Icarus and the Economic System
Imagining Capitalism’s Next Act
From elementary school through the end of my formal education, I was taught that highly competitive capitalism was some kind of natural law. It was juxtaposed — everywhere from childish notions of ‘The American Dream’ to college-level economic proofs — against the “failed experiments” of communism, and other “less developed” alternatives. Capitalism was more efficient, more practical, more meritocratic. The evidence presented both a logically superior system and a morally elevated ideology.
I remember one of my economics professors breaking down in tears as he described opposition to free trade agreements, which he believed would improve living conditions for billions of the world’s poor. Another of my professors, renowned for his expertise in financial markets, loved to mock the impractical ideals of socialism, which had resulted in locked refrigerators on the Israeli Kibbutz where he lived as a young man (moral: even cooperative living devotees could not trust each other).
From both a macro and micro perspective, capitalism often feels like a unified theory of social organization and human nature.
Indeed, for many of the world’s most educated and privileged, some version of free-market-dominated capitalism is assumed as a lynchpin of modern civilization. Capitalism helped drive unparalleled material gains over the last few centuries, so we instinctively believe that it is the best path towards continued progress and social mobility.
But something isn’t quite right.
‘Pareto optimal’ or not, global inequality is on the rise. In 2015, the 62 richest billionaires controlled the same wealth as the bottom half of all humanity. And many of those 3.5 billion humans in the bottom 50% are still truly impoverished. Quite a few still lack secure access to basic necessities. Economist Richard Wolff compares the wealth of today’s billionaires to that of the pharaohs in ancient Egypt.
If capitalism cannot reliably do better than this, isn’t it irresponsible to stop questioning its basic assumptions?
Two (Very) Fundamental Questions
The dramatic and unparalleled material gains of the last 200 hundred years raise two fundamental questions for me:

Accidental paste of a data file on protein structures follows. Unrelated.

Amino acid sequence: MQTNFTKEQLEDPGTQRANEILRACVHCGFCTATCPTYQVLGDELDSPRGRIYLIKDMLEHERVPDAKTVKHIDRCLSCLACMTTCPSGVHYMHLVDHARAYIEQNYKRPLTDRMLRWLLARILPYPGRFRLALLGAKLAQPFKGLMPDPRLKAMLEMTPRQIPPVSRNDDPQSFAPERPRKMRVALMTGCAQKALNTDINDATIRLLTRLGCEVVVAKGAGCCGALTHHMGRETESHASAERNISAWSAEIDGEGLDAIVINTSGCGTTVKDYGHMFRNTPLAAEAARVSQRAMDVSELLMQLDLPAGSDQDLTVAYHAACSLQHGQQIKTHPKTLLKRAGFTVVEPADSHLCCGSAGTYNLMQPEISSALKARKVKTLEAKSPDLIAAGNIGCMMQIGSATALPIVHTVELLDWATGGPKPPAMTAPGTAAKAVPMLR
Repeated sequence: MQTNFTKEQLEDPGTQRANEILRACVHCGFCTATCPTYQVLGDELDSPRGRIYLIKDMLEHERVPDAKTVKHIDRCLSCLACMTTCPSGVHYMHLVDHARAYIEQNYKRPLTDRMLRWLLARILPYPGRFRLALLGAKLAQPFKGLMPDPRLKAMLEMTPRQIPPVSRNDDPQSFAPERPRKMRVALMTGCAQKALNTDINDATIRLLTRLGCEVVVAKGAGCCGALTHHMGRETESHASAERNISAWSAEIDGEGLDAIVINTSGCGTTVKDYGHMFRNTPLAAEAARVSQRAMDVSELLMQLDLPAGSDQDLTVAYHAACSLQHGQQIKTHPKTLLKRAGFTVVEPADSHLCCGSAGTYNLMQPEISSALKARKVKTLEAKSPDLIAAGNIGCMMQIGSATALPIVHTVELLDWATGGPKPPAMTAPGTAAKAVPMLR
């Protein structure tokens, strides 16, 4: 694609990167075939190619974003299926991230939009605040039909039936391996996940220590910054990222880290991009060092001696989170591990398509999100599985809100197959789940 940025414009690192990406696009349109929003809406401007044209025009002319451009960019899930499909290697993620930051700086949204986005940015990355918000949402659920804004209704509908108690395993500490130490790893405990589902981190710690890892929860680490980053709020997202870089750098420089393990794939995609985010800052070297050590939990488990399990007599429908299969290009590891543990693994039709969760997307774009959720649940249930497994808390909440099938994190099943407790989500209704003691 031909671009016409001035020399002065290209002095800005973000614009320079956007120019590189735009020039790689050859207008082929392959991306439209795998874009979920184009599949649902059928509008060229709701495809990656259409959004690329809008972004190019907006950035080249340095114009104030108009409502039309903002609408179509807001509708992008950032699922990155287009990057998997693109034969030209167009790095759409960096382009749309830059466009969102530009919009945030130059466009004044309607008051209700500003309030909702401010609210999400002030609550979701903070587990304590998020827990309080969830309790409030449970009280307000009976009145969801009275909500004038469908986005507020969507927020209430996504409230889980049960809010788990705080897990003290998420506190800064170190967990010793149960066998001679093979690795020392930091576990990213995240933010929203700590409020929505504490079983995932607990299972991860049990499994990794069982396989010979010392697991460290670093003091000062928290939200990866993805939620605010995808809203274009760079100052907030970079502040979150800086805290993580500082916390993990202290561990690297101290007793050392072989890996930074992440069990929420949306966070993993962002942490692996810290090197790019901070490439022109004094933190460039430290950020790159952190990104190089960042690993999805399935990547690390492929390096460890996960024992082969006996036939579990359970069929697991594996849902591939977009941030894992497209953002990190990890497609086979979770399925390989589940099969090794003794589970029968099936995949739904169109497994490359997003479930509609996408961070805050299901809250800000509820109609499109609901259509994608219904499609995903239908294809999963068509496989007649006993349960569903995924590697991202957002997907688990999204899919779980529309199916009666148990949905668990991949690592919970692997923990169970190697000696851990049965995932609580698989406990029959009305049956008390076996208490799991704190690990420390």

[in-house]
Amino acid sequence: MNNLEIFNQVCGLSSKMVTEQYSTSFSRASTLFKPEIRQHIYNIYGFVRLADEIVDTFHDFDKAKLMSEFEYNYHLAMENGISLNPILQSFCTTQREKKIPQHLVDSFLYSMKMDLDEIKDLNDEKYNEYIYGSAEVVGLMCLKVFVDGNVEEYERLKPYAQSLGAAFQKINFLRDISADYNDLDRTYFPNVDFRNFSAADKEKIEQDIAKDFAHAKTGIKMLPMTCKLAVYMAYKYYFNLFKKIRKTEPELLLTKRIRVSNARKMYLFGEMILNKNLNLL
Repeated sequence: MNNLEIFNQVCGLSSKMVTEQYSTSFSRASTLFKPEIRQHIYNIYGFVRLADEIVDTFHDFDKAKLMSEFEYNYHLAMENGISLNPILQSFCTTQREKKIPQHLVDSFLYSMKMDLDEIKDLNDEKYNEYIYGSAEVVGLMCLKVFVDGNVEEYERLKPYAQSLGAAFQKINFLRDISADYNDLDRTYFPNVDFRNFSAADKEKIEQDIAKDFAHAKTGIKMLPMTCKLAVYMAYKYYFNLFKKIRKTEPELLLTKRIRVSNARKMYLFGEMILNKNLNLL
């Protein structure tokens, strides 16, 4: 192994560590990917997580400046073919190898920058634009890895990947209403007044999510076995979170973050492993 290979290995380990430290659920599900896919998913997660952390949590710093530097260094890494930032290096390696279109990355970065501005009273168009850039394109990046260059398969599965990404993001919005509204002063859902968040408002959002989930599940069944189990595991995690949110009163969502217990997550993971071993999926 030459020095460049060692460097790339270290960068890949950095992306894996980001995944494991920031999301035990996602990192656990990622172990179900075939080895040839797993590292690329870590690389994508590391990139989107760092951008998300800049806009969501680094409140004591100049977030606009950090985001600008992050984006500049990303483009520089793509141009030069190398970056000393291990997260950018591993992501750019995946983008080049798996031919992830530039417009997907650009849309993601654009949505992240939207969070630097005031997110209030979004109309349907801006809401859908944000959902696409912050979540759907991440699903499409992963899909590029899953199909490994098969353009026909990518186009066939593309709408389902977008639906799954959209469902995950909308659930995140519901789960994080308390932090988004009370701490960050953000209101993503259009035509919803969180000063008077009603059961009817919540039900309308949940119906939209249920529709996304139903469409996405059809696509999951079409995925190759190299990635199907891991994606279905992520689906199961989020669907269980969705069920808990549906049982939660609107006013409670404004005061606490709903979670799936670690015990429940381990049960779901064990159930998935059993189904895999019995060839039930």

1. How instrumental was capitalism in the material progress of the last 200 years (the industrial age)?
2. Is capitalism the ‘best’ means to continue developing and distributing economic opportunity today?
On the first question: I would argue that capitalism was at least a direct enabler of industrial age growth. Firstly, corporate legal entities and the development of financial markets facilitated investment in technological breakthroughs. At the same time, increased trade allowed focus on comparative advantages and raised overall productive capacity. Competition also drove down costs, accelerated iteration and allowed vastly increased consumption. Would we have experienced great material gains in the twentieth century, even without capitalism? Maybe. But capitalism was largely responsible for generating the sheer magnitude of overall material gains.
Unfortunately, though capitalism proved effective at generating material gains, it wasn’t as good at distributing them to increase overall welfare. The most cited economic study in recent history, Thomas Pikkety’s Capital in the Twenty-First Century, examines the runaway accrual of wealth and power at the top of the economic pyramid. According the Pikkety, in the absence of extraordinary shocks (like a World War) or government intervention (to ‘tame’ the powerful and redistribute gains), wealth tends to accrue faster than overall economic growth.
Since finance now mints more billionaires than manufacturing, and automation is reducing the need for basic human labor, this seems like it could continue to grow more pronounced. Our focus on competition and consumption distracts us from larger systemic problems with capitalism.
So in 2016, the more interesting question is whether we can do better.
A New Openness to Alternatives